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Post Info TOPIC: WW1 French truck markings


Brigadier

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WW1 French truck markings
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I have some photos of French trucks in service and i was curious about their markings. On the rear side it says TM - 65. Is TM an abbreviation for Batallion or some such? On the front side of the body it says PM 3000 and PU 3000. I presume that this is its weight limit, but what does PM and PU stand for.

This probably demonstrates my ignorance of the French language for which i am wholly ashamed.

thanks

Tim

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Lieutenant-Colonel

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PU stands for "poids utile", the loading weight for the vehicle.

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Brigadier

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Excellent. I thought it might be something like that. I have also just discovered TM means "Transport de Materiel", so this is the same as transport section.

Thank you

Tim

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Lieutenant-Colonel

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As you say, the TM indicates transport de materiel, a section being equipped with 3000kg or 4000kg capacity vehicles calculated to transport 35tonnes to support a 1914 division, with a group of four sections supplying a corps with 140 tonnes. By 1918 one division was calculated as needing 200 tonnes daily. (See " Camions de la Victoire", Boniface et Jeudy, Editions Massin 1996.)
Each section had between 15 and 20 vehicles. As you know, many types were used, including significant numbers of imported vehicles. The section had a workshop vehicle carrying essential spare parts, a vehicle to transport personnel, a car to transport the officer commanding the section,  a motorcycle to scout the route, and a bicycle for liaison. A TM eqipped with American transport vehicles comprised 19 3 t0nne vehicles, 1officier, 3 sous-officiers, 2 brigadiers, 39 drivers, one of whom drove the officer's "voiture de tourisme", 4 mechanics, 4 additionel personnel, (1 motorcyclist, 1 cyclist, 1 cook, 1 medic.) They were expected to maintain a speed of 12-15 kph over a range of 100km in a column 800 metres in length with 1 officer commanding 50 men, compared with a horse drawn column of 4kph and a range of 30 km requiring 180 vehicles commanded by 4 officers with 230 men, 340 horses and a column of 1800 metres.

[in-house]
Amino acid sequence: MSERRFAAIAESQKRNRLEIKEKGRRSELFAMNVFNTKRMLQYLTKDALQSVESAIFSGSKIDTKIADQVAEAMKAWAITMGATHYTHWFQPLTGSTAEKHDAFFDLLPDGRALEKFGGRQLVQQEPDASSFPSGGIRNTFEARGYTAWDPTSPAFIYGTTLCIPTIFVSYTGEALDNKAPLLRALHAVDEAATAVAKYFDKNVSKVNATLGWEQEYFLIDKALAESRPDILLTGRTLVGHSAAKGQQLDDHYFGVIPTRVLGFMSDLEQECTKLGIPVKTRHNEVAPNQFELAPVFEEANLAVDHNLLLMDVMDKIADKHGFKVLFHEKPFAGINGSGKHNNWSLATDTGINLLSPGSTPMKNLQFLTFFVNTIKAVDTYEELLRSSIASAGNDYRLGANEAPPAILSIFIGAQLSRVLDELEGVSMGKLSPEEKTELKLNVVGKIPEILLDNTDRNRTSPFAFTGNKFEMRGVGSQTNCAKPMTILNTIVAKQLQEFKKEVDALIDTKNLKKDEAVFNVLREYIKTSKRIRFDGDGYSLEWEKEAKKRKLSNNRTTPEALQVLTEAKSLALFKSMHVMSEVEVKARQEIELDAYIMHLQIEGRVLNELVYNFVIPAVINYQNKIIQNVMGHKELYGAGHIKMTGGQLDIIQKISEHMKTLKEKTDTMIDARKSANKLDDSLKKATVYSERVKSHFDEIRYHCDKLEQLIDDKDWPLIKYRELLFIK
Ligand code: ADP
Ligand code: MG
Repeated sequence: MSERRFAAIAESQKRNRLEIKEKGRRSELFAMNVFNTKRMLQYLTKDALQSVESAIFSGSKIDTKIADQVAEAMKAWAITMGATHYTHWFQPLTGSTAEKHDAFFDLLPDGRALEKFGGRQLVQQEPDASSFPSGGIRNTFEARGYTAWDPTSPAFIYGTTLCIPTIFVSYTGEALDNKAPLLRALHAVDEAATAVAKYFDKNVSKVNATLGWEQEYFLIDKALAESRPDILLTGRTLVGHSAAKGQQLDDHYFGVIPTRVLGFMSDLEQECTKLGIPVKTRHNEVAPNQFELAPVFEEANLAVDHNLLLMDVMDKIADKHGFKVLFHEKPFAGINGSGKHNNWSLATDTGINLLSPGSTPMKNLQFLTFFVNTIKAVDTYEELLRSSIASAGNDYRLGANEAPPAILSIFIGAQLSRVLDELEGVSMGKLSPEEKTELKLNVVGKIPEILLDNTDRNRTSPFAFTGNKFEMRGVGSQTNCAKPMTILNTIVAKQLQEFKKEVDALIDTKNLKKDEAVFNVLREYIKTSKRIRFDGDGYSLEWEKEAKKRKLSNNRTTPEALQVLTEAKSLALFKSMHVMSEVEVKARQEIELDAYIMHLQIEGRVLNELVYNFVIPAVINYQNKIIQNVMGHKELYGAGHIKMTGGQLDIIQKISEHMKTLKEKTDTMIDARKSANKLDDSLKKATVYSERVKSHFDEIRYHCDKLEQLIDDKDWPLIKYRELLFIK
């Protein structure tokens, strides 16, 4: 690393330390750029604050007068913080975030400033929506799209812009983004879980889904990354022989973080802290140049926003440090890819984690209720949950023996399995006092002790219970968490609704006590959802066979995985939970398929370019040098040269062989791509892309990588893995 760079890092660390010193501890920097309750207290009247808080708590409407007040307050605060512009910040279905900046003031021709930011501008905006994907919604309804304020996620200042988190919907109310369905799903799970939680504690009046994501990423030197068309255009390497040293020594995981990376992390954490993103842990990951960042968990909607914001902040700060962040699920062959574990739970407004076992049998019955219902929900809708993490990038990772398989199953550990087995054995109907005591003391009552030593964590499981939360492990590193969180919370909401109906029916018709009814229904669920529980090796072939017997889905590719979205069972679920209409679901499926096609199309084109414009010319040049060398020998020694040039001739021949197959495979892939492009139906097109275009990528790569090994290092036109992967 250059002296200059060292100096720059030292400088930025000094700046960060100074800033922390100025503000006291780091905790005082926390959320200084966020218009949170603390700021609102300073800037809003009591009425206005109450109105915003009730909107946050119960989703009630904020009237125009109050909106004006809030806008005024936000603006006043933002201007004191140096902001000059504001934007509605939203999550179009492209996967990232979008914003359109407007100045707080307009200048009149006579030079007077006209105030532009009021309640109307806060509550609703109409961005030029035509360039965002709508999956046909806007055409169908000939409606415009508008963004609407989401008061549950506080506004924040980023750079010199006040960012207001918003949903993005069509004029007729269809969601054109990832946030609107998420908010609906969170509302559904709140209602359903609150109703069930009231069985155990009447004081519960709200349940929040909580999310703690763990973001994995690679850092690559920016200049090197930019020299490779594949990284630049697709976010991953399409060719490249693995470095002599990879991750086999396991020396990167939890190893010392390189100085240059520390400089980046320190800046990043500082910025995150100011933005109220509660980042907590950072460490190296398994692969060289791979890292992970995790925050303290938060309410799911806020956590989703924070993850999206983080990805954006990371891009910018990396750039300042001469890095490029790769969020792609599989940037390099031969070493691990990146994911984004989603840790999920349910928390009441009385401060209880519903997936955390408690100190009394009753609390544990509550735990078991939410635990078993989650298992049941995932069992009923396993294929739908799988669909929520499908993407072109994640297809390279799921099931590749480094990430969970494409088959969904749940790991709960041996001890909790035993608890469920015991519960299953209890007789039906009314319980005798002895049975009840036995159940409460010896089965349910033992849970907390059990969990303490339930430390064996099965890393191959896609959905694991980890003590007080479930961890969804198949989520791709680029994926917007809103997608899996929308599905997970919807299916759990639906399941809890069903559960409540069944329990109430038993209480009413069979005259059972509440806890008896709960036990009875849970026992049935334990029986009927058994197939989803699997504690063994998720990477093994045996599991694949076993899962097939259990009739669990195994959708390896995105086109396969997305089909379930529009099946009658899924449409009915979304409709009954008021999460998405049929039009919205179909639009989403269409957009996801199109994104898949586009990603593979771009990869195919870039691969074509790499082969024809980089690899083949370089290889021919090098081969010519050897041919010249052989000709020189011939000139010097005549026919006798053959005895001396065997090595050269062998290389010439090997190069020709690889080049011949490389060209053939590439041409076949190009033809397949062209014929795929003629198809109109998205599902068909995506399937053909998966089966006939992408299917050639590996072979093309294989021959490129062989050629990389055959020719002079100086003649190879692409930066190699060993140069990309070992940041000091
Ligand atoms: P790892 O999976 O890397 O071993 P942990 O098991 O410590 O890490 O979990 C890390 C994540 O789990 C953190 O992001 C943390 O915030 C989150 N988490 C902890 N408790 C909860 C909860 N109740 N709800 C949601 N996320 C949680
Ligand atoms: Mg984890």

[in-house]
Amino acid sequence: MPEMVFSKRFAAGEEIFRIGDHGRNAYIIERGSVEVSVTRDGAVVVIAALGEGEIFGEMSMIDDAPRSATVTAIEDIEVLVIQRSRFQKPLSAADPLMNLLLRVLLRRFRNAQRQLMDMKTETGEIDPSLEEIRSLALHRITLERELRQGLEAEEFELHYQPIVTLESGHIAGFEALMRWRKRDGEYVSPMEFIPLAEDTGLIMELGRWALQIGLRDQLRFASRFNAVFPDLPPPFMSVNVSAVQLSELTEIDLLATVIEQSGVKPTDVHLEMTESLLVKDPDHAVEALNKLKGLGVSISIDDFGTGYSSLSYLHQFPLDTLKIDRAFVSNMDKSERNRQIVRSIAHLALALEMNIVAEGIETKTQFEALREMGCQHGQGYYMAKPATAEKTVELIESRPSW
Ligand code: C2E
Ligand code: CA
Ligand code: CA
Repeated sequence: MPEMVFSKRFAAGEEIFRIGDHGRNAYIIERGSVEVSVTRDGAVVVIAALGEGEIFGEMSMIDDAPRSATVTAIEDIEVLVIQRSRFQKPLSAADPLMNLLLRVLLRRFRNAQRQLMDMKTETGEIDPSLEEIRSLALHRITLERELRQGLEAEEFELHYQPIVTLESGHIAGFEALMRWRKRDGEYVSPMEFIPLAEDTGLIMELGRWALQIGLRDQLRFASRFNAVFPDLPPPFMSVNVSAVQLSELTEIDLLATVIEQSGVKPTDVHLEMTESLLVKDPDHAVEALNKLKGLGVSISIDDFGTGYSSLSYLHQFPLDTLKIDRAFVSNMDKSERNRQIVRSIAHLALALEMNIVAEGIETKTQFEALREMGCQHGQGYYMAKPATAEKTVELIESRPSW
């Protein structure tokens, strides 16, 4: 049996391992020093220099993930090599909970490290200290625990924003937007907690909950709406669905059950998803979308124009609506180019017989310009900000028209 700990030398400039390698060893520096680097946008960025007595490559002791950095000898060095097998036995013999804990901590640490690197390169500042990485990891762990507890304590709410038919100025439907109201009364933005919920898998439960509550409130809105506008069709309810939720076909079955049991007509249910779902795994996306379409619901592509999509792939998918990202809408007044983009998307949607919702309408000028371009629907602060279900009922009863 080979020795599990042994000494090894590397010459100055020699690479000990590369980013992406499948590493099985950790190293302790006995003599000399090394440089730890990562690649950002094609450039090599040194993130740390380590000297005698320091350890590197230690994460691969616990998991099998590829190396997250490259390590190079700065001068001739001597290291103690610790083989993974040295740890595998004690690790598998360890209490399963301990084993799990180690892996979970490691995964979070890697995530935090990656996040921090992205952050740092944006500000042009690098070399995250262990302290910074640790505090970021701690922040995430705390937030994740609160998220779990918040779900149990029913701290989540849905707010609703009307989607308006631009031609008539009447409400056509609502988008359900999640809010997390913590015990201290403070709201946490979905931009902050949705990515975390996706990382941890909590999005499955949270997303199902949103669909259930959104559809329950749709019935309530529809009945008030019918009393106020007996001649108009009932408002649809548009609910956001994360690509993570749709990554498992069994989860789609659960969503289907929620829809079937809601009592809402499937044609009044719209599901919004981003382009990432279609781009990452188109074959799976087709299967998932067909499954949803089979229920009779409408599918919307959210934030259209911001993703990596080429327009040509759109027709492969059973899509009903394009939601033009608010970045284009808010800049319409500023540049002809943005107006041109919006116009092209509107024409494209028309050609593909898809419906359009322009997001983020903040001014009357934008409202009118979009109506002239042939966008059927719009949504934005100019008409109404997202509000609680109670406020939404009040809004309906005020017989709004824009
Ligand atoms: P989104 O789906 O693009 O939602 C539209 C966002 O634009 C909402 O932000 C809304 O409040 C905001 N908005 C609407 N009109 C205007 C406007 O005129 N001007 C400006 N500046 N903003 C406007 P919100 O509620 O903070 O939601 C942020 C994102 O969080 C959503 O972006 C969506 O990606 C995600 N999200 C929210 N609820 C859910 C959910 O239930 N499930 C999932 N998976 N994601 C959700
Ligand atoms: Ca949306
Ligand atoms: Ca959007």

The TM units often carried insignia in addition to the load capacity markings and the 8cm. individual "nombre de matriculation"
The TP units were the "transport de personnel" vehicles, using such vehicles as the Paris bus, and trucks fitted with seats, a section being capable of transporting 250 men.
There were also artillery munitions vehicles, (SMA), communications, (TPT), road maitenance, (TMR), Sections Sanitaires, (SS, which inorporated ambulances, radiology, and mobile surgery and support vehicles, and the Sections de ravitaillement en viande fraiche, carrying meat in converted Schneider PB2s, etc.
( My apologies to purists for the absence of the appropriate accents; I do not know where to find them!)

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Brigadier

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Excellent. Thank you.

Tim

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Corporal

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Hi:   TM-65 , may refer to the Reserve Mallet section 65, this was made up entirely by American volunteers. France also needed drivers for material trucks, besides ambulances. These brave young men wanted adventure and to give something back to France, before the U.S. joined the war. A great site about the A.F.S. is http://www.ourstory.info/
Hope this can help but it makes for good reading
Chris Anderson


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Brigadier

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Thank you for that. That is very interesting.

Tim

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